On The Road: The perfect ending (Aug 29th 2018)

Balinese offering to the gods

It’s nearly the end of the trip and I hardly know where to start. There’s been so many experiences since I last wrote. We made it to Kalibaru, after a long train ride, arriving so late at night we couldn’t see what Kalibaru or our accommodation, Villa Kendi, looked like. We climbed into bed, half-watched a bit of Indonesian TV and dozed off. We woke early the next morning to the sound of a man singing, calling the locals to prayer at a nearby mosque. It’s a sound we’ve got used to travelling through Java, that and the ubiquitous crowing of the cockerel, announcing each new day. We peeled ourselves off the sheets, showered and dressed, then threw open the villa doors. We couldn’t believe the beautiful sight that unfolded before us. A sky blue pool set amongst tropical fauna. A rainforest covering a mountainside in the distance. And a gushing river just down past the end of the decking, the perfect soundtrack for breakfast.

Itching to explore, we booked ourselves a private tour of Glenmore coffee, cacao and rubber plantation with a local guide. It was fantastic. We ate fleshy cacao fruit straight from the tree and learned all about the different types of coffee bean. There’s ‘women’s beans’ (weak), ‘men’s beans’ (strong), and ‘transgender beans’ (either weak or so strong you’ll be up all night). We also saw the biggest spider I’ve ever encountered in the wild, followed by the biggest bee who was pretty menacing by all accounts. There was so much variety on the tour and so many firsts, but it was our guide who really made it. He painted a vivid picture of his childhood on the plantation, where he’d get up to mischief while his mother worked. He talked highly, romantically of Glenmore, explaining how the factory had brought work to the area, how there’d been a strong sense of community, and how they continue to use the decades-old techniques and machinery. ‘It’s better that way. No chemicals. Best quality.’

After Kalibaru we continued on to Bali. Our first stop was the north-western beach resort of Pemuteran, famous amongst diving enthusiasts for its abundance of coral and 30m deep shipwreck, The USS Liberty. I’d been looking forward to some snorkelling but it wasn’t to be. Something I’d eaten, somewhere along the way, was making me pretty ill, so I flopped down on the sand and rested while Ben did the exploring. In front of me was a glorious expanse of sea. Behind me, cafés set in beautiful gardens. And behind that, rocky hills and mountains. Pemuteran was pretty as a postcard. But the bug got the better of me and I took myself to bed for the earliest of early nights.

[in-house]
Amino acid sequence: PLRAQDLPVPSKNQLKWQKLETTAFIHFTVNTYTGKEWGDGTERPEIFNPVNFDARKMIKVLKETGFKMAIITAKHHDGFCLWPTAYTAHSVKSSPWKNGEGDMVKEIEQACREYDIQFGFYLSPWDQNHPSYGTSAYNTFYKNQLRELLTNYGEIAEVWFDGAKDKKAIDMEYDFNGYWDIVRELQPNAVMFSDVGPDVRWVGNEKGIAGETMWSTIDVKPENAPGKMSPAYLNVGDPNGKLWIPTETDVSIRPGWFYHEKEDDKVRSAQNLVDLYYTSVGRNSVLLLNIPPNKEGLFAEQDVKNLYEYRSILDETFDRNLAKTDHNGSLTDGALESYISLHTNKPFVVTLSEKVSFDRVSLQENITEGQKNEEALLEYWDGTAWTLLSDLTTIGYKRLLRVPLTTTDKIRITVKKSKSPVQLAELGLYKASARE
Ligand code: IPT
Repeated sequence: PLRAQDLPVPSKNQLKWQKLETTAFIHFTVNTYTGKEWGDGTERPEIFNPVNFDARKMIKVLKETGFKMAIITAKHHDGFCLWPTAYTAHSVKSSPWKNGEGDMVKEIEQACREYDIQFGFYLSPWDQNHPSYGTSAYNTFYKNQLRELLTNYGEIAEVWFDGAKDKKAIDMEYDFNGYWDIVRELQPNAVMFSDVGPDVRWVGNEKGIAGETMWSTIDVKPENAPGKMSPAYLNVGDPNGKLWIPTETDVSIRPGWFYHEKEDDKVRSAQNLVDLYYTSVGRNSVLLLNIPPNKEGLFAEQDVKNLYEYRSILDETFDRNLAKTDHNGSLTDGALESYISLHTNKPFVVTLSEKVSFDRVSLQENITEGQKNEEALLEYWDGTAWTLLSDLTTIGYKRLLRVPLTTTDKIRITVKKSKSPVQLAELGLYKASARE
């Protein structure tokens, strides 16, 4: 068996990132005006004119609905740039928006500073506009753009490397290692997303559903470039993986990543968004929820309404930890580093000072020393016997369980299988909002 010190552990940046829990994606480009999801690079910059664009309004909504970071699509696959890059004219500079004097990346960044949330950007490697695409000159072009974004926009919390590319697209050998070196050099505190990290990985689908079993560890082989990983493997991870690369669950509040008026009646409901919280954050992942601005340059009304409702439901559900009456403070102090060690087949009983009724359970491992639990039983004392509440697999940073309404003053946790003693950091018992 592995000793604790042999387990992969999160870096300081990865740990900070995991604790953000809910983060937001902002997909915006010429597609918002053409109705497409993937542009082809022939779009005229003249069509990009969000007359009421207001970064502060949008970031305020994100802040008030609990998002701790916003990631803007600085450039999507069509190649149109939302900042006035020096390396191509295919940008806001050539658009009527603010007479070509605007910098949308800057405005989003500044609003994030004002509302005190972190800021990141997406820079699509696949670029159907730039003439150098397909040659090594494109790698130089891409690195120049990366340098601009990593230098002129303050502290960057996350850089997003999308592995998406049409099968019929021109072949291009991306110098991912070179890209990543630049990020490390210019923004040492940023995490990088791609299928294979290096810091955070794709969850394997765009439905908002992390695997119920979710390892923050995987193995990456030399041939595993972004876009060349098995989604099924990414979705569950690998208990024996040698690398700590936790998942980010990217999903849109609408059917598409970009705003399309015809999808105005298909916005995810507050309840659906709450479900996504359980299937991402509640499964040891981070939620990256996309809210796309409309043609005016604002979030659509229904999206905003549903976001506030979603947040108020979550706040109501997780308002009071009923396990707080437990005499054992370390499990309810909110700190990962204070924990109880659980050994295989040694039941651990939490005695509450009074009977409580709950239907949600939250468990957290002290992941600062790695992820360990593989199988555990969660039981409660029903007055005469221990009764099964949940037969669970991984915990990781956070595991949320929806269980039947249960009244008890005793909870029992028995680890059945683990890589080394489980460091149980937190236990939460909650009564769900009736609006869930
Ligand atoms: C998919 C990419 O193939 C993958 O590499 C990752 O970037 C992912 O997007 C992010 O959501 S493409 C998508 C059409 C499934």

I’d been feeling nervous the days leading up to the Bali leg of the trip. The 6.3 magnitude earthquake on nearby Lombok had left the land around it very sensitive. There could be further tremors and shocks, or even a tidal wave. As I buried myself under the covers in Pemuteran though, I felt safe. None of the locals here seemed remotely worried, life was carrying on as normal, and anticipation gave way to relief. My thoughts shifted to gratitude, for me and Ben’s safety. Then to compassion for all those families suffering heart-ache in Lombok.

The next day, enlivened after my mammoth sleep, we travelled onwards to Ubud, stopping at Nungnung waterfall to break up the drive. Here, visitors balance rocks and pebbles one on top of the other and make a wish. There are little stacks everywhere, including some in the river downstream from the waterfall, somehow still standing. When we finally got to Ubud, we stayed for a whole six nights, allowing us to really get a feel for the place. We threw ourselves into yoga, signing up for 90 minutes a day at the renowned Yoga Barn. We ate at so many wonderful cafés and warungs, and discovered it’s even easier to be vegan here than it was in NYC.

The highlight of Ubud for me had to be the yoga in the beautiful, high-ceilinged studios at Yoga Barn. In particular a Hatha class that was nothing short of transformative. I floated out of there, beaming. The teacher explained that we should ‘find our edge’ in each pose, the point at which the stretch became uncomfortable, but not so uncomfortable we lost control of our steady and purposeful breath. She told us that here, just a little way outside our comfort zone, we would grow and improve our practice, and that this principle applies to all areas of life.

Other noteworthy experiences in Ubud, in no particular order. Baby monkeys the size of dolls in the sacred monkey forest. The somewhat bigger monkey that flew at me full in the face! Cycling through rice paddies and fields of marigolds, the flowers offered to the gods, twice a day no less alongside other treats and fancies. Ponds filled with carp and waterlilies, lining the way to the stunning temple Puri Saraswati. Tea with Marina and Jerome who we struck up a warm and easy friendship with at Yoga Barn.

And finally… In our very last hour left in Ubud. Rain. A deluge of long, fat droplets and the heaven-sent smell of hot, wet pavement. It was just what I’d been craving before we set off and a truly perfect way to end our trip.

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